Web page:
The whole point of investing is to turn a little bit of money today into more money in the future. Doubling your money not only sounds like a great goal, but done enough times, it's enough to turn a small amount of cash into a fairly substantial nest egg. Doubled once, $1,000 turns into $2,000. Doubled twice, it turns to $4,000. Doubled 10 times, that single $1,000 investment can become a nest egg worth over $1,000,000.
That snowball effect of compounding is what makes doubling your money a powerful objective for your investing journey. With that in mind, these five investing tips can help you on that path to double your money, hopefully multiple times throughout your career.
No. 1: Contribute to your 401(k), 403(b), or TSP
Your 401(k), 403(b), TSP, or other employer-sponsored retirement plan can very well be the most powerful tool at your disposal when it comes to doubling your money. If you contribute to a traditional version of those accounts, you'll get a tax deduction at your marginal tax rate for the amount you contributed. In addition, if your employer provides a match for your contribution, that's additional money that goes toward your account value and acts to further boost its balance.
Indeed, depending on your tax rate and match level, that combination of a tax deduction and a match may very well act to instantly double your money versus what you'd have if you hadn't invested it. On top of that, once you start contributing to your plan via direct deposits from your paycheck, it becomes an automatic investment. That automated saving and investing approach also makes that plan an incredibly powerful tool for helping you build your financial future.
No. 2: Leverage the Rule of 72
The rule of 72 is a shorthand estimate of about how long it will take for you to double your money based on what rate of return you get on it. To use it, simply divide 72 by the rate of return you expect to receive, and it will give you the approximate number of years it will take for your investment to double. For instance, if you expect a 9% rate of return, the math would be 72 / 9 = 8. That indicates it will take your money around 8 years to double at a 9% rate of return.
While the math isn't perfect, it is pretty close in the range of potential returns you can reasonably hope to achieve from investing. One of the most powerful things you can do with this rule is figure out how many times the money you currently have invested could potentially double before you need to tap it in retirement. For instance, if you calculate your money could double every 8 years and you have 24 years left to work, you can potentially double your already invested money three times before you call it quits.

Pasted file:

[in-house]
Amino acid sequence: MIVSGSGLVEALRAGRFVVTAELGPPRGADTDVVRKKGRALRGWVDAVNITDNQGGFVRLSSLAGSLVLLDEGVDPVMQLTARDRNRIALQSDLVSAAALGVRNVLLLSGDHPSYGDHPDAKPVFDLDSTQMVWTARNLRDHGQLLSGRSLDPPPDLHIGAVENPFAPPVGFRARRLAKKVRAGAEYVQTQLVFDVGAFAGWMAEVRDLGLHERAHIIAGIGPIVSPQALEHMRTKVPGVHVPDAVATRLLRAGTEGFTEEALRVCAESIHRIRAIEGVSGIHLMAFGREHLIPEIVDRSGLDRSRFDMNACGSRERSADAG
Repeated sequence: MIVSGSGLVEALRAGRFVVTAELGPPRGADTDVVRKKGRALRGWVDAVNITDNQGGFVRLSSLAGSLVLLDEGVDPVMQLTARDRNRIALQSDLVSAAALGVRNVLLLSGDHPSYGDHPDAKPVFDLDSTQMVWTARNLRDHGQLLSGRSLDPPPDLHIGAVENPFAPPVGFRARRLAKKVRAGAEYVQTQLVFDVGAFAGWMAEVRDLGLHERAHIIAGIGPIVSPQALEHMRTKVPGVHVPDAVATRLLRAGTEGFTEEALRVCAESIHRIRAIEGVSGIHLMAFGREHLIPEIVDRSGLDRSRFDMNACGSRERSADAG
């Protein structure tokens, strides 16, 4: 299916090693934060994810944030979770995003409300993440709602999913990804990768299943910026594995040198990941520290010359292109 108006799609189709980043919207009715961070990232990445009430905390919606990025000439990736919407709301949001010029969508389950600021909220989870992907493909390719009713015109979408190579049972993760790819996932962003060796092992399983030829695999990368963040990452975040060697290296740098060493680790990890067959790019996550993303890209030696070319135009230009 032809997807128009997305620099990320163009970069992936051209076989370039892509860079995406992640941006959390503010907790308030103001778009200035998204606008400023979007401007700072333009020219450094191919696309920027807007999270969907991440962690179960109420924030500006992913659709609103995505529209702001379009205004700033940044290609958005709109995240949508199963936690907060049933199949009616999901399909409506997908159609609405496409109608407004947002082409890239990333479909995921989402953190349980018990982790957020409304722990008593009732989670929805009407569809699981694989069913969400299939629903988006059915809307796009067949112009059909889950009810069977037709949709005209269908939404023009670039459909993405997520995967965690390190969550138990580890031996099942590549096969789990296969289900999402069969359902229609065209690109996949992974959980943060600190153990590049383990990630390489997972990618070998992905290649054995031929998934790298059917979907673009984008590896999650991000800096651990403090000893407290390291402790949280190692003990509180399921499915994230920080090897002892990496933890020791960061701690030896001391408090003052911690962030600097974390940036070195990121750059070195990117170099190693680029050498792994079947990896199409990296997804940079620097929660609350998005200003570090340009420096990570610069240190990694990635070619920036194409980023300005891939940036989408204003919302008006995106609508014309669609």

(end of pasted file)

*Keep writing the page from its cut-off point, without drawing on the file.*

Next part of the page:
No. 3: Harness the power of dollar-cost averaging
Over long periods of time, the stock market has delivered annualized compound average returns somewhere in the neighborhood of 9% to 10%. Still, as the first part of 2020 reminds us, those returns are not guaranteed, and they certainly aren't smooth. Dollar cost averaging is a strategy where you invest the same number of dollars each paycheck. When the market is up, those dollars buy fewer shares, but when the market is down, they buy more.
Where this helps is twofold. First, it helps get past the fear of putting all your money in the market just before a major crash. Yes, the market may go down between buys, but you haven't tied up everything all at once, and your next buy at lower prices will get you that many more shares. Second, it gets you in the position to continue regularly investing money. That act of repeated investment can be the key difference maker when it comes to determining if you can truly wind up rich.
No. 4: Reinvest your dividends
Say you expect the market to deliver an 8% return rate, 6% from growth and 2% from dividends. By the rule of 72 mentioned earlier, if you can get that 8% rate, your money will double about once every nine years. On the flip side, if your money only compounds at a 6% rate because you spend rather than reinvest your dividends, it will take around 12 years for your money to double.
That's three extra years between doublings if you don't reinvest your dividends, which means you'll miss out on one or two doubling cycles throughout your career. When combined with a good dollar-cost averaging strategy, that difference can easily turn into several hundred thousand dollars less to the total you have available at the time you retire.
No. 5: Stay invested in stocks for your long term money
Despite the volatility that has returned with a vengeance this year, stocks continue to have the potential for decent long term returns. That's especially true when compared to bonds, where 30-year Treasury debt recently offered a return worth less than 1.5% per year. Even if stock market returns from now on are half their historic long term average, stocks still offer you the potential for better long term returns than bonds do at the moment.
You do have to put up with higher volatility and higher risks in stocks than in bonds. Those factors mean that stocks shouldn't be a home for money you need to spend within the next five or so years. For money you won't need for longer than that, however, the potential for higher returns in stocks still make them worthy of your consideration. After all, the higher the returns you actually receive, the faster you money will double for you.